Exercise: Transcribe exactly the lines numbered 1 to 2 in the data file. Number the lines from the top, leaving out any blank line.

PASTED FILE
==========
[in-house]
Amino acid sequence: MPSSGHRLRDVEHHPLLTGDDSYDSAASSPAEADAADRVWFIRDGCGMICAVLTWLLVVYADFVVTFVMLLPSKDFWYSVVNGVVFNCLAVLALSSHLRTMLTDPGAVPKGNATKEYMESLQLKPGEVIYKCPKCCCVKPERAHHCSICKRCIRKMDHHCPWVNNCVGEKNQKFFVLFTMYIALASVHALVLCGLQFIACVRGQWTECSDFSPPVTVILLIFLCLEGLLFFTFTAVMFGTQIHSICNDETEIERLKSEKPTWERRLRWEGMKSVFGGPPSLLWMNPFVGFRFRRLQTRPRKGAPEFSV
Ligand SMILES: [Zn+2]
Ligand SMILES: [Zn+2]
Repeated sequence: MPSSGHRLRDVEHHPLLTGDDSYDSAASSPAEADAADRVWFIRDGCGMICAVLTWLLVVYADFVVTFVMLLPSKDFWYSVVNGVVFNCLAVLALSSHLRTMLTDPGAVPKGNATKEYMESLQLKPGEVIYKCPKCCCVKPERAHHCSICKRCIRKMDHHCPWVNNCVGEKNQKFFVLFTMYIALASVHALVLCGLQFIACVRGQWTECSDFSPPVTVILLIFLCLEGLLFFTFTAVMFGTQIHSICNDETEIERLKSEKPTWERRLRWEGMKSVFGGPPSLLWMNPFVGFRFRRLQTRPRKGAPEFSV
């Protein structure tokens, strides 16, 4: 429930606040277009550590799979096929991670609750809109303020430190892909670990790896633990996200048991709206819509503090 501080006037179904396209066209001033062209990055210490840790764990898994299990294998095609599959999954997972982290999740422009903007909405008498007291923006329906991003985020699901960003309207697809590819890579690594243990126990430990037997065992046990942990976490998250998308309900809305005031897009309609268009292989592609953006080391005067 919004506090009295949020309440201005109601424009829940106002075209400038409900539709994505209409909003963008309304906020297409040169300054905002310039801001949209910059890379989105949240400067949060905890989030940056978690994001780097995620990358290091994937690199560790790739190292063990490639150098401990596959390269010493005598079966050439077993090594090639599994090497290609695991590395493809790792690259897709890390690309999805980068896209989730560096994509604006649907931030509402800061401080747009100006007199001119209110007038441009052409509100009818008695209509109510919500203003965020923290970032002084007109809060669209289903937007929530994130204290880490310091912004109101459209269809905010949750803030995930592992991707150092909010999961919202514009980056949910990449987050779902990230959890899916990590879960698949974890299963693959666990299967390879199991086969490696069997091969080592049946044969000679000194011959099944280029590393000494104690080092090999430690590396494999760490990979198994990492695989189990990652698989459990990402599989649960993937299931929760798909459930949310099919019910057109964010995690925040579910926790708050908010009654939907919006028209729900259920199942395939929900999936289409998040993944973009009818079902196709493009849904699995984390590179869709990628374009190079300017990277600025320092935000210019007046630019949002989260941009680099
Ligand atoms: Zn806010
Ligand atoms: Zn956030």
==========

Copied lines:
[in-house]
Amino acid sequence: MPSSGHRLRDVEHHPLLTGDDSYDSAASSPAEADAADRVWFIRDGCGMICAVLTWLLVVYADFVVTFVMLLPSKDFWYSVVNGVVFNCLAVLALSSHLRTMLTDPGAVPKGNATKEYMESLQLKPGEVIYKCPKCCCVKPERAHHCSICKRCIRKMDHHCPWVNNCVGEKNQKFFVLFTMYIALASVHALVLCGLQFIACVRGQWTECSDFSPPVTVILLIFLCLEGLLFFTFTAVMFGTQIHSICNDETEIERLKSEKPTWERRLRWEGMKSVFGGPPSLLWMNPFVGFRFRRLQTRPRKGAPEFSV